Minnesota Home Care Workers & Clients Criticize Inaction In Addressing Care Crisis, Call For Solution in Special Session

SAINT PAUL – Home care workers and clients across Minnesota criticized inaction by Minnesota lawmakers following news that the bill that would have provided an emergency wage and benefit increase for the workers who care for Minnesota seniors and people with disabilities was not passed in the final hours of the 2020 legislative session.

70540The legislation would provide a 15% temporary rate increase during the COVID-19 pandemic and would help tens of thousands of families across the state. A bill was passed off the floor of the Minnesota House as a priority of the House DFL and a similar Senate bill had bipartisan support.

Home care workers and clients criticized the inaction and called for legislators to prioritize this important bill during the upcoming June special session.

Deb Howze, a home care worker and member of SEIU Healthcare Minnesota who participated in a “Walk-A-Day” with Governor Walz last winter to highlight the important work done every day by home care workers, demanded action from lawmakers when they return in June.

“Home care workers are on the front line, putting ourselves and our families at risk, all to make sure our clients can stay safely in their homes. In addition to Gov. Walz speaking out about the need for higher pay for our essential work when he worked with me, legislators from both parties mentioned many times in discussing the bill that large wage and benefit increases for Minnesota’s home care workforce are long overdue. Enough talk. We need action,” said Howze. “Minnesotans who are struggling need legislators to use the June special session to pass this bill to show they care about seniors, people with disabilities and the workers who help keep them safely in their homes.”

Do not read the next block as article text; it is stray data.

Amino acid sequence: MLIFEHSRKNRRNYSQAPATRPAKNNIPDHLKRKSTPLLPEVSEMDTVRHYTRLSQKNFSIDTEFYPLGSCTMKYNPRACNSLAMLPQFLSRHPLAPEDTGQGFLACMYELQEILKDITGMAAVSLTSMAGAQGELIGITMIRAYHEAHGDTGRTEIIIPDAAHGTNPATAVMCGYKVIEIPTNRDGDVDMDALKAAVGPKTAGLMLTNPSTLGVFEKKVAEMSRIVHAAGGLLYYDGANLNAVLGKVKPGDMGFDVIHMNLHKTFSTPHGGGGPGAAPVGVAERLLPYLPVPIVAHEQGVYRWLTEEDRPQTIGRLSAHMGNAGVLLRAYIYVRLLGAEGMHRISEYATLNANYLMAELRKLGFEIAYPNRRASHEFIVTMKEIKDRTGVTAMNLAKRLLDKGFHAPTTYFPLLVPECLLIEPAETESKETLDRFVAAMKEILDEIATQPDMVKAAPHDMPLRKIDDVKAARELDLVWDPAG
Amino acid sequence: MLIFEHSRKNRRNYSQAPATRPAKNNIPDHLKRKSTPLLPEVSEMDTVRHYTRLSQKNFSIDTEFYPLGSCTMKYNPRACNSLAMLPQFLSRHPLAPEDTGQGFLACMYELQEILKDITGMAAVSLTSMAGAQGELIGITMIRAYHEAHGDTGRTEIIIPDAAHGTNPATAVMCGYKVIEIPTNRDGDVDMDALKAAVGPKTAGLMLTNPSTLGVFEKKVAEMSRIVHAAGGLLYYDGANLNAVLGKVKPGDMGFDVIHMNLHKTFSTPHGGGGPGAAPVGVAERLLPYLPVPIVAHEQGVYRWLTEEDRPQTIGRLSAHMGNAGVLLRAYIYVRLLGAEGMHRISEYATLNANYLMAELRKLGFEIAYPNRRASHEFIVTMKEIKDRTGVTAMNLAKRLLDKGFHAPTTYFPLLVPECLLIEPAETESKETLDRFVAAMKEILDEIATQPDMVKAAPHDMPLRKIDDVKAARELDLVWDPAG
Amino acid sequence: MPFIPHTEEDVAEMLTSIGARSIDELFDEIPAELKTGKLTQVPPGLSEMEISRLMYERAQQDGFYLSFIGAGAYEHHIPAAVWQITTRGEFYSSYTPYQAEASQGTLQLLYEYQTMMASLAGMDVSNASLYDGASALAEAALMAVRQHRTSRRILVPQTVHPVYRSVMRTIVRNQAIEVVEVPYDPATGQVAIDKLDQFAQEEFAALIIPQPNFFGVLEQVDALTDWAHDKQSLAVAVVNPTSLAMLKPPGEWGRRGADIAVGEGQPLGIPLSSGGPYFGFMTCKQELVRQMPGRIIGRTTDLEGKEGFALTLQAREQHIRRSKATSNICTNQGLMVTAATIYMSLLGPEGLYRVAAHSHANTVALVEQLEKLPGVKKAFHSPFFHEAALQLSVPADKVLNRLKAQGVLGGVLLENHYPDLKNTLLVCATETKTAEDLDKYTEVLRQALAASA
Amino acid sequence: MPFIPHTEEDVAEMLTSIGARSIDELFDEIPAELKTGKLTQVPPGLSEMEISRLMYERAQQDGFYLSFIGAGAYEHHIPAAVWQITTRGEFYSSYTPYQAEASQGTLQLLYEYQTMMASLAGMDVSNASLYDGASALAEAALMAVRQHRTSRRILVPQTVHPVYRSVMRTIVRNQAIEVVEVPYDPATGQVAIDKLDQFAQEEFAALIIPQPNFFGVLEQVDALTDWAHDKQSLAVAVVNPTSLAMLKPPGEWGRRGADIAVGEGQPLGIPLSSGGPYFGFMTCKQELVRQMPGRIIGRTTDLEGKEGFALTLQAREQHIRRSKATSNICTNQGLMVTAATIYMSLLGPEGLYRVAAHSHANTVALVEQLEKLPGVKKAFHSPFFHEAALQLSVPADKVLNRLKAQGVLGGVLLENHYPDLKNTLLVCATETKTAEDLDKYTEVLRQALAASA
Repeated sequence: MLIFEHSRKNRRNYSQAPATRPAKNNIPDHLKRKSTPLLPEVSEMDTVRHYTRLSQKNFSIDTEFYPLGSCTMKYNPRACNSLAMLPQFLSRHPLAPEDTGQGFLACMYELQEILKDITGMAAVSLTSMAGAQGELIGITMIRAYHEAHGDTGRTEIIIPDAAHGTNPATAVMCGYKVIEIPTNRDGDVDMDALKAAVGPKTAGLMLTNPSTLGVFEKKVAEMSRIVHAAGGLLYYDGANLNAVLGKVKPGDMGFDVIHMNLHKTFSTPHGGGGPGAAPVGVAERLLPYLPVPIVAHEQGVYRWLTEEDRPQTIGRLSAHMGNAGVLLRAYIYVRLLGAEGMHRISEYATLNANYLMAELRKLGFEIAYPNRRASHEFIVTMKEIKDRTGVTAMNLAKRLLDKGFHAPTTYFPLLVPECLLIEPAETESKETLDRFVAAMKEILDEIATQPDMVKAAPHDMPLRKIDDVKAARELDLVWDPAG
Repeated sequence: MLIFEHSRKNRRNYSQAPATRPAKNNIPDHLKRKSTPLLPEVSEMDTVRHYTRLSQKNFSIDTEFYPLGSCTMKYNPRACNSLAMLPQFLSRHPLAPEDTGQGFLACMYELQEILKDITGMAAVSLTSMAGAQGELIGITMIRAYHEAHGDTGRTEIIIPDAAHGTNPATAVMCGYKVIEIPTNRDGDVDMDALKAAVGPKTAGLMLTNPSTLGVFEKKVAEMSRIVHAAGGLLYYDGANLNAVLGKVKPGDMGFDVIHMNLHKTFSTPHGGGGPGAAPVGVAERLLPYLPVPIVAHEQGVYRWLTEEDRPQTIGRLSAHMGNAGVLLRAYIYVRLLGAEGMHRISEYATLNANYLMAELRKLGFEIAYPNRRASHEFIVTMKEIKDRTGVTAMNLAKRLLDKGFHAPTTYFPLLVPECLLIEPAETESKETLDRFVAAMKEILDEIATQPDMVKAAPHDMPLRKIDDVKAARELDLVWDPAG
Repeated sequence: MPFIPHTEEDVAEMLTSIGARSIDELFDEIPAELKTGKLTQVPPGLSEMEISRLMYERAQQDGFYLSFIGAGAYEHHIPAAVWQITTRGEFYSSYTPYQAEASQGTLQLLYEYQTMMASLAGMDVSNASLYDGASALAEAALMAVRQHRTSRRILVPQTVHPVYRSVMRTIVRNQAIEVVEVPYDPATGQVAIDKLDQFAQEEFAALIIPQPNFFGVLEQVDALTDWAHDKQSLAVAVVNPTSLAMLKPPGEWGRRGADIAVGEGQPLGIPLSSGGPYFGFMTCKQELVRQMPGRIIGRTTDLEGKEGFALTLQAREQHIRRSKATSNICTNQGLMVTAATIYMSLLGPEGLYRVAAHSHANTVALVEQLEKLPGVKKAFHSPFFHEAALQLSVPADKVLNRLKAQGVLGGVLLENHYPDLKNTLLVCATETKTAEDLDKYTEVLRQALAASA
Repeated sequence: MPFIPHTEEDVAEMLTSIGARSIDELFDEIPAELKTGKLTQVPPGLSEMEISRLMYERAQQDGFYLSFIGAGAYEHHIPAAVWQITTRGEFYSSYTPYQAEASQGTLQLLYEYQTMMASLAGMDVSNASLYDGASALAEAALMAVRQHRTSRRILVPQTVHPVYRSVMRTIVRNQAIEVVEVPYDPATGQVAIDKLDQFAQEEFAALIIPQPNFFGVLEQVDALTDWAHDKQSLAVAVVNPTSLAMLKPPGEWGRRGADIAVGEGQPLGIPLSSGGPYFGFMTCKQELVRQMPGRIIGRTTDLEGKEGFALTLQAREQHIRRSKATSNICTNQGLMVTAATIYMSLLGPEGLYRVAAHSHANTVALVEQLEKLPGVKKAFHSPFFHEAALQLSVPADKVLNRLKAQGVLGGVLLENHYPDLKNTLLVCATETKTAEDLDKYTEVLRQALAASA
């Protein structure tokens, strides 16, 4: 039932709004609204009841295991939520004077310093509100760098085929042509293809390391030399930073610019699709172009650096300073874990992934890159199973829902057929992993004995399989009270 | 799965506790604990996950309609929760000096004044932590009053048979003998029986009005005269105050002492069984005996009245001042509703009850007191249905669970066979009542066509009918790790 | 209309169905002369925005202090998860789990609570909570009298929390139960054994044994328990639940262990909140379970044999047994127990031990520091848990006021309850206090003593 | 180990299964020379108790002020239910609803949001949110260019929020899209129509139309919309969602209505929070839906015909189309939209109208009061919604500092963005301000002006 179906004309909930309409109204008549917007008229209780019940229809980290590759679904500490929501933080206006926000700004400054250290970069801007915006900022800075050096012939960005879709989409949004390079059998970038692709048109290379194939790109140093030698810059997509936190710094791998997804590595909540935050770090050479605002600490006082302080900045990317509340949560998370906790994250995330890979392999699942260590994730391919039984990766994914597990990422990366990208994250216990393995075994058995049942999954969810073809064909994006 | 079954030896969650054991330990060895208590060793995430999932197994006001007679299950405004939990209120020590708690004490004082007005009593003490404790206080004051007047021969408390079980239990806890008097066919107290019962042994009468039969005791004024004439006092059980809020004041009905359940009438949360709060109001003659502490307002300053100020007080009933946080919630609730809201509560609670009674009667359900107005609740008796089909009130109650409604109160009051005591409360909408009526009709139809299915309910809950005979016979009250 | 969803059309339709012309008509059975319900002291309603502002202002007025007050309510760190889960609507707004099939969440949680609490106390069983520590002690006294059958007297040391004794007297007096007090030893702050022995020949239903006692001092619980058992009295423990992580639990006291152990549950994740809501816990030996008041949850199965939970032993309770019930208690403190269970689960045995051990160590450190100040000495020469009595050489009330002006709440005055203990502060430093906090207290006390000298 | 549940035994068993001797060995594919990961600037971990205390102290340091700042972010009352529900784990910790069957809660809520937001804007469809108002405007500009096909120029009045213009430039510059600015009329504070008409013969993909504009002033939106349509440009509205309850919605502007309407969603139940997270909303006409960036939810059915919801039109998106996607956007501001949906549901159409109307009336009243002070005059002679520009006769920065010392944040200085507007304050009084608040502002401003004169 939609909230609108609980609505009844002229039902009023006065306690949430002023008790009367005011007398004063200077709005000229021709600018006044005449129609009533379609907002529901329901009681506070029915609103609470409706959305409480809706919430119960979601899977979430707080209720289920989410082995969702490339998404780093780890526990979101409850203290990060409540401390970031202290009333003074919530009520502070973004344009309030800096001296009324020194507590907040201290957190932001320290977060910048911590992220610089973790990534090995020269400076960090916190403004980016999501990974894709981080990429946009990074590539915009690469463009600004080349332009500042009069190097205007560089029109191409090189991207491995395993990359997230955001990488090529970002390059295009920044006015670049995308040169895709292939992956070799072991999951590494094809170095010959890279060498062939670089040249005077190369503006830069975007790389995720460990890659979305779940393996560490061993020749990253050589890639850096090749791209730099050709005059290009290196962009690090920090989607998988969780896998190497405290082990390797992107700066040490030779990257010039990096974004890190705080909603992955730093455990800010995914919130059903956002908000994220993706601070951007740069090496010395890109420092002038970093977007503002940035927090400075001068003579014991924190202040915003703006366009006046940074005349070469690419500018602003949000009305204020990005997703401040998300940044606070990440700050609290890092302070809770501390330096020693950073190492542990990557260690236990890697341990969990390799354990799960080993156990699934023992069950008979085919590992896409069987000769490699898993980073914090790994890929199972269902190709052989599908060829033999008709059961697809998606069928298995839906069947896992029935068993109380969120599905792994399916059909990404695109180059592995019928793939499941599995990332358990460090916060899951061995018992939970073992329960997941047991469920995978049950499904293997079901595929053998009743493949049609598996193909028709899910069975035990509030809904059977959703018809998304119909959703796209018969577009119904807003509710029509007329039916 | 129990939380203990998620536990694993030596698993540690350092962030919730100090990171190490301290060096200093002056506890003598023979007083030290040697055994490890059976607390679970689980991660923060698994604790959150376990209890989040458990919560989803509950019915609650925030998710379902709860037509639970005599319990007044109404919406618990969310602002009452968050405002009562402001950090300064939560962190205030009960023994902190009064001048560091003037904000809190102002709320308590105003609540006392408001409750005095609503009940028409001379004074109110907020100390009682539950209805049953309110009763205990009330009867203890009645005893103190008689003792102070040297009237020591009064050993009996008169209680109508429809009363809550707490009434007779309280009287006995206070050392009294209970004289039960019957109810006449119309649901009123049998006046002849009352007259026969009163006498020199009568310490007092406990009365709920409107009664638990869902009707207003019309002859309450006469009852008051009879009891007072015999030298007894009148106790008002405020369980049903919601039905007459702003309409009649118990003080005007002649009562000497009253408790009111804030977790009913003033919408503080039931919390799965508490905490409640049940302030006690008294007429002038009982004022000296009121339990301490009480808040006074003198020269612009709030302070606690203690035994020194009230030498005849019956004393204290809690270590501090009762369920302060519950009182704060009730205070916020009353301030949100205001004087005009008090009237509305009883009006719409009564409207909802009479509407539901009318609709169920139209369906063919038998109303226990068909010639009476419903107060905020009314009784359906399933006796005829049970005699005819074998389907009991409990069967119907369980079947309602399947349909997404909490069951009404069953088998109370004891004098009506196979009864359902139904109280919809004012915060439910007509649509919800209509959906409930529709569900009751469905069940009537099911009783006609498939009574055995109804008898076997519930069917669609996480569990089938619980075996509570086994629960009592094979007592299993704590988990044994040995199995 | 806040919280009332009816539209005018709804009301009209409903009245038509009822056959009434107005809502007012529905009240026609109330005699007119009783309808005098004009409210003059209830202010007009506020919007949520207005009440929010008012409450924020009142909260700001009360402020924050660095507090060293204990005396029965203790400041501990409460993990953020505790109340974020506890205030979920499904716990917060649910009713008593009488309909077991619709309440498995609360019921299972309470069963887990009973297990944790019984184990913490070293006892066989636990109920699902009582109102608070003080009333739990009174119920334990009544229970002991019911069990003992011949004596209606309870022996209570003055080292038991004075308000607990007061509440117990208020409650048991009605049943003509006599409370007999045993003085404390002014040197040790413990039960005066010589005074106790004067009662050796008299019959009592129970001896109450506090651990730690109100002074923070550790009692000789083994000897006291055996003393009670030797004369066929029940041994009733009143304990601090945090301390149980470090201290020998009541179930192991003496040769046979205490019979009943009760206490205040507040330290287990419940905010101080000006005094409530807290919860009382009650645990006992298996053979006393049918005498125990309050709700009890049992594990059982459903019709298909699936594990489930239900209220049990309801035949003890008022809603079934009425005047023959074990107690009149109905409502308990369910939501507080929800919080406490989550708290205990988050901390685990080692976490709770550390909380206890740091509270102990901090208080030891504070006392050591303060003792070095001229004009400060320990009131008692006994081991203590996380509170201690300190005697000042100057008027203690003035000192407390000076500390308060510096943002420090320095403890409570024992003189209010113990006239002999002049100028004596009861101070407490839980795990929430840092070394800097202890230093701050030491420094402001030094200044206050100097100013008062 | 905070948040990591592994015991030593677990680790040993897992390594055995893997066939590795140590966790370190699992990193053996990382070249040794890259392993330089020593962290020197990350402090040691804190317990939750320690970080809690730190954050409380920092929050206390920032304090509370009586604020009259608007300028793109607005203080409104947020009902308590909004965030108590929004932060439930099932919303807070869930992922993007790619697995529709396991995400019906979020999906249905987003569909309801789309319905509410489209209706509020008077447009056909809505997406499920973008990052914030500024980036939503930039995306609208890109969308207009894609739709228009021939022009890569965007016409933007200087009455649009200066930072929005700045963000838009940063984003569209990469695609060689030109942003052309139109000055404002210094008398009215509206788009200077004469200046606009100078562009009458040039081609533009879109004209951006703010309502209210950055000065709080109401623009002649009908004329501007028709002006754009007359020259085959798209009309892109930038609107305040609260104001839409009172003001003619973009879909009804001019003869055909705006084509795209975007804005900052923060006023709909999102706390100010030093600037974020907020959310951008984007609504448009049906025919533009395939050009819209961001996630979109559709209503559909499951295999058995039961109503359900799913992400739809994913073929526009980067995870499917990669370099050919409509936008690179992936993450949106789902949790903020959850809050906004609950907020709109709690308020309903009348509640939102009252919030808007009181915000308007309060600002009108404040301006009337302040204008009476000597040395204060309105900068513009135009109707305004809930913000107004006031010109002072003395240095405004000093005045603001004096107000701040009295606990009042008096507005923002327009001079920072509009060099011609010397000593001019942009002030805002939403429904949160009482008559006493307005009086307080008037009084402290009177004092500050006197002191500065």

The proposed increase would help address the state’s care crisis. Prior to the pandemic, there was a shortage of thousands of home care workers for all the Minnesotans who need them, due to the low wages and lack of benefits for this critical work. The COVID-19 pandemic has made that shortage far worse, leaving many seniors and people with disabilities without the care they need to remain safely in their homes.

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